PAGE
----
• Dangerous communities — at-risk youth making connections with other at-risk youth or adults to discuss and share information, which can result in a shared belief in the appropriateness of potentially very harmful activities

At this age, younger people are not ‘expected’ to know between right or wrong. Clearly, the above is wrong but  younger people generally don’t care, or more worryingly, don’t realise this is wrong. Put your mindset within a young context; would you be responsible when your parents aren’t looking?

Unfortunately, this is a problem that will be extremely difficult to solve. Because social networks allows for people to communicate, it will be hard pressed to regulate the tons of data traffic. In short, the risks/issues above will be prevalent. But there are ways in which schools/parents can reduce the risks.

The #1 Issue For Schools

‘When the Internet first came into schools, the primary concern was youth access to pornography. Filtering software was promoted as the tool to effectively deal with that concern. Current concerns deal more with what students are posting, as well as how and with whom they are communicating. Do a search on the terms “bypass Internet filter” and you will see how easy it is for youth to find information on ways to get around the school filter’ (Willard).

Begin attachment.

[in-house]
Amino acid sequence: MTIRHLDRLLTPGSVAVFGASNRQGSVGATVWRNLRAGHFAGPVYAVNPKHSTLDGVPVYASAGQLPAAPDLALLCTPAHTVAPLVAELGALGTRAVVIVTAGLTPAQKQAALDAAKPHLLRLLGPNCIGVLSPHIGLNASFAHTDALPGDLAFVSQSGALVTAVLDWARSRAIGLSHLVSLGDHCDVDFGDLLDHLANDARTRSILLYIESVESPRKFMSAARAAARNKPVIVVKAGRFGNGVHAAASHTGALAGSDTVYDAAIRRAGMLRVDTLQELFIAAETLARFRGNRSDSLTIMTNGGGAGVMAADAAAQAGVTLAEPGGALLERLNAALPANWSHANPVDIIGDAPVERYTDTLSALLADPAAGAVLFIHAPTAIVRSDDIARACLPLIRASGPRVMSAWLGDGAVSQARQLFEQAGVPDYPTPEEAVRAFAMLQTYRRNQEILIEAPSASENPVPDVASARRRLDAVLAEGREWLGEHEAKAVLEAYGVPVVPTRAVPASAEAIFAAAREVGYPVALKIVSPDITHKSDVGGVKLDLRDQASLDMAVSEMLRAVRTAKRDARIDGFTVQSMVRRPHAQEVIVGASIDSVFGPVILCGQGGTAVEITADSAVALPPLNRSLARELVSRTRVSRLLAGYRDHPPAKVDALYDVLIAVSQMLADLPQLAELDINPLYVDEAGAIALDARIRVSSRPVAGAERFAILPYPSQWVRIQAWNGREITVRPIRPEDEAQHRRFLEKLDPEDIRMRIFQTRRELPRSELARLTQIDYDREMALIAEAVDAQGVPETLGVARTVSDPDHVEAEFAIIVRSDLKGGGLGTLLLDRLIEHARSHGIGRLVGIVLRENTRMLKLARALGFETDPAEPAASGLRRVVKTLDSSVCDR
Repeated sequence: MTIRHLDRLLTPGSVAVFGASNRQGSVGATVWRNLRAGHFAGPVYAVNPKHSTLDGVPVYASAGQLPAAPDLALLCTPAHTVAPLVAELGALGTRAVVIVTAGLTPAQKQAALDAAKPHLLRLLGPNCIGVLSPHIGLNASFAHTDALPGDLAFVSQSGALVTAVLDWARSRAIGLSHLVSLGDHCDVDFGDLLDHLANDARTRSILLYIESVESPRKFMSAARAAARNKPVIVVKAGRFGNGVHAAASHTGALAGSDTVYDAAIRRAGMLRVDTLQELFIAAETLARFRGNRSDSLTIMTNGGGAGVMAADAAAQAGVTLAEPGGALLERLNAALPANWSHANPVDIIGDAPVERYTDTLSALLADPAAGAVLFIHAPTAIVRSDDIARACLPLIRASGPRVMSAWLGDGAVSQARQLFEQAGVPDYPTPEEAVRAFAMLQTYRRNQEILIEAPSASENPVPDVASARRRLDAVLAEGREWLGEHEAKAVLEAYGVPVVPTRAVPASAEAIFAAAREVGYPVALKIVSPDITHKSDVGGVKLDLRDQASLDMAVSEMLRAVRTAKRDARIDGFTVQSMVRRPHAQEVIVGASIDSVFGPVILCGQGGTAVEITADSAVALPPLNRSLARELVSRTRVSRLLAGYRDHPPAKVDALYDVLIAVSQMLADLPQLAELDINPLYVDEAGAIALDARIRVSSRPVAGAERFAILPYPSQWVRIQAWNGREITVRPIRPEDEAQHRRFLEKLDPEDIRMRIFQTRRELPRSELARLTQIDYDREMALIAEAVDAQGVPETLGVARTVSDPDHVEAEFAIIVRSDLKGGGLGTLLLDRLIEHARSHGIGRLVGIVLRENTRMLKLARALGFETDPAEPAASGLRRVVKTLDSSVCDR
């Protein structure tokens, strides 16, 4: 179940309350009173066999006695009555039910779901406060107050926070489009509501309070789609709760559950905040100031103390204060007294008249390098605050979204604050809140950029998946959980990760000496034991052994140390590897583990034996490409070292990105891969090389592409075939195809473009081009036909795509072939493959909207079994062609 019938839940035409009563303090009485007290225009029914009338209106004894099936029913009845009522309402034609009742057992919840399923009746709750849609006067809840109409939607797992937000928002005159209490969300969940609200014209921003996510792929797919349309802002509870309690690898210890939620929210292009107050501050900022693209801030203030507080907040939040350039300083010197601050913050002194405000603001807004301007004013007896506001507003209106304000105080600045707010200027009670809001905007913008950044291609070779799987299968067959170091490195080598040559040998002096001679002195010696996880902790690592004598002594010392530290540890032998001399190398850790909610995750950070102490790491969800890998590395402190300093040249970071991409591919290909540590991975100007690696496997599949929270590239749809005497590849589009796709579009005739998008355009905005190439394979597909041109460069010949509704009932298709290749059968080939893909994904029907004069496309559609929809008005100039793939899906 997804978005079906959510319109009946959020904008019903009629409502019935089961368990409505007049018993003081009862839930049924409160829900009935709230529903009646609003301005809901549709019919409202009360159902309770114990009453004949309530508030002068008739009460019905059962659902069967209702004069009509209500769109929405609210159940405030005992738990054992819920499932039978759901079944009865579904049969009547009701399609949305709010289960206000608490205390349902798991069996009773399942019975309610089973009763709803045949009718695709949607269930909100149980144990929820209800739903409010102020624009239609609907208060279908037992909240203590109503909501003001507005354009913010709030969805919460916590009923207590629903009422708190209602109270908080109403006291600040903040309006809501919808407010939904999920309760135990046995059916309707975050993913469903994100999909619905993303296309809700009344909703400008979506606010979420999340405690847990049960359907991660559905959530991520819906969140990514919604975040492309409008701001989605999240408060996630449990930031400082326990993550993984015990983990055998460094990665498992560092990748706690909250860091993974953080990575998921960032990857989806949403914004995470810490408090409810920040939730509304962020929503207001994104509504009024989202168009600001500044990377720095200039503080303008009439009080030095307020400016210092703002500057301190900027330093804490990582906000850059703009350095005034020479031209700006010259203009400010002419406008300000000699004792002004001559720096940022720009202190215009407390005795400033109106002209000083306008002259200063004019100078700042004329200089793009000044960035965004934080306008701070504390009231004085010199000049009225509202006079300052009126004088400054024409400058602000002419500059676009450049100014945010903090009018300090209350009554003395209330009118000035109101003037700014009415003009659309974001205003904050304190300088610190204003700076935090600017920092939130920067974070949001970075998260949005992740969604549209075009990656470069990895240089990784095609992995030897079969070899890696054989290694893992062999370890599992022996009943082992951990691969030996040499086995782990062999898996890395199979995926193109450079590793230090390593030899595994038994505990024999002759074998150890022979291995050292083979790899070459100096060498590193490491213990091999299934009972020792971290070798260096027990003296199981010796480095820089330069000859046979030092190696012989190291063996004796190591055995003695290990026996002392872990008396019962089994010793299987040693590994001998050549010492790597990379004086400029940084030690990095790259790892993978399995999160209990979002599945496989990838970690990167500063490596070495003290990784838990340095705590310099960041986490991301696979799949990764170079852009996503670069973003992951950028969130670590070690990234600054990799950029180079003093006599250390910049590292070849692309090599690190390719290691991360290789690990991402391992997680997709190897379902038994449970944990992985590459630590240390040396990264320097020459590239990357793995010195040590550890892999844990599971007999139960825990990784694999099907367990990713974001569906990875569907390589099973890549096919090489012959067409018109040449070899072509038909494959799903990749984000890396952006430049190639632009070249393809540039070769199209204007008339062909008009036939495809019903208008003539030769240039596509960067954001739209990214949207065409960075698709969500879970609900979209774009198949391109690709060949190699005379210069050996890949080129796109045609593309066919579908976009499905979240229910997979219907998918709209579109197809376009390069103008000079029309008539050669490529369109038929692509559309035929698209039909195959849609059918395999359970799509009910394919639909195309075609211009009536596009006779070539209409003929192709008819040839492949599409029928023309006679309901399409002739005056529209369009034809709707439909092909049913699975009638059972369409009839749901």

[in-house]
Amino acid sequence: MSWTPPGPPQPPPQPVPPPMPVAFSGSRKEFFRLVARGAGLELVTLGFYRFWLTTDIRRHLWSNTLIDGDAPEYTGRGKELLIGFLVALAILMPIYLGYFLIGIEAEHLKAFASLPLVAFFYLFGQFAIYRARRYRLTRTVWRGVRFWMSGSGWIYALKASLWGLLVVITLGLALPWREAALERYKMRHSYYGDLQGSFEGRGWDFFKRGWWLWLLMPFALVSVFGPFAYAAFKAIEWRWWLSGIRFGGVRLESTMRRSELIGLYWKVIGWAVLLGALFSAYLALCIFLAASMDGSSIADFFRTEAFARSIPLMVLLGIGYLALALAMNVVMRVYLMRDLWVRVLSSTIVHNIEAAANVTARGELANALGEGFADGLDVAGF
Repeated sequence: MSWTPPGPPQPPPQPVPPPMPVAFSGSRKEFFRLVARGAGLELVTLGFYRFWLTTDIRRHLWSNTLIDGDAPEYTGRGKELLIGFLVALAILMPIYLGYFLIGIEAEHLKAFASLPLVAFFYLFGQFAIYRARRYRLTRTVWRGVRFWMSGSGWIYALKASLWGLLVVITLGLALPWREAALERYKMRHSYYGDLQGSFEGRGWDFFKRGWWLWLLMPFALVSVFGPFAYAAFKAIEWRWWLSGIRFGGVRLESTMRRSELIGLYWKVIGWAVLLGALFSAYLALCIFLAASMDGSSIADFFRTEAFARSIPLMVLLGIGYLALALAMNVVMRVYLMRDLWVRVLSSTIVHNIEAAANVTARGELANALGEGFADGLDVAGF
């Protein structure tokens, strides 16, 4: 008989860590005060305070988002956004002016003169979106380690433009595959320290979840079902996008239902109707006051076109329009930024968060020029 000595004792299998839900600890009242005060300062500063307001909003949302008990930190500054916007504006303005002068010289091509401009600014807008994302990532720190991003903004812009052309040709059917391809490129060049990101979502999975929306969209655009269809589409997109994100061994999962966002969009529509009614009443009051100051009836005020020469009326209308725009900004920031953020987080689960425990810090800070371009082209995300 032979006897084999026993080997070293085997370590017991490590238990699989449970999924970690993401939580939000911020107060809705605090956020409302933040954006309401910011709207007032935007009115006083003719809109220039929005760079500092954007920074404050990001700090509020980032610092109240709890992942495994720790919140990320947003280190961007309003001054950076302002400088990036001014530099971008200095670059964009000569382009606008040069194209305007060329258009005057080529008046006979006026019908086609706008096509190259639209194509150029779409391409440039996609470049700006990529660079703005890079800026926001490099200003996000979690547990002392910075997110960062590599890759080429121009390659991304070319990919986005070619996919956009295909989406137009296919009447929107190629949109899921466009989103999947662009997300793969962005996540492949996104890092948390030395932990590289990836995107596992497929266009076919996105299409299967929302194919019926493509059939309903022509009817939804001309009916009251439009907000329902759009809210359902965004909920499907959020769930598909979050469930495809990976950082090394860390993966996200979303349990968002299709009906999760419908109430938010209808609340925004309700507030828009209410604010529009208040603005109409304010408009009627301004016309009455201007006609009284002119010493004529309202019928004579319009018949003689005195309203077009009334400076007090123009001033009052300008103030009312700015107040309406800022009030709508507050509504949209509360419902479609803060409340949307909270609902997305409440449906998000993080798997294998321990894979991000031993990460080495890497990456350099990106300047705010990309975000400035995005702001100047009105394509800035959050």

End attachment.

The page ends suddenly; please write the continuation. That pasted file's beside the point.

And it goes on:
‘Should schools be concerned about off-campus Internet activities? Yes. Involvement in those communities might negatively impact student well being and the quality of the school environment. Students might post material on the sites that harms other students, provides clues or direct threats about suicidal or violent intentions, or provides indications of hate group or gang involvement, or drug sales and use’ (Willard).

What Can Be Done

‘A comprehensive approach to addressing student Internet access is necessary:

  1. A clear policy with a strong focus on educationally valuable use of the Internet — no “Internet recess.” The policy must be supported by curriculum and professional development, and a clear expectation for teachers that all student use of the Internet should be for high quality, well-planned instructional activities.
  2. Student education about online safety and responsible use.
  3. Effective technical monitoring.
  4. Appropriate consequences. Schools and districts should consider a full review of Internet use management policies and practices. A needs assessment and evaluation of Internet use would provide helpful insight. Safe school personnel must be involved in that process’ (Willard).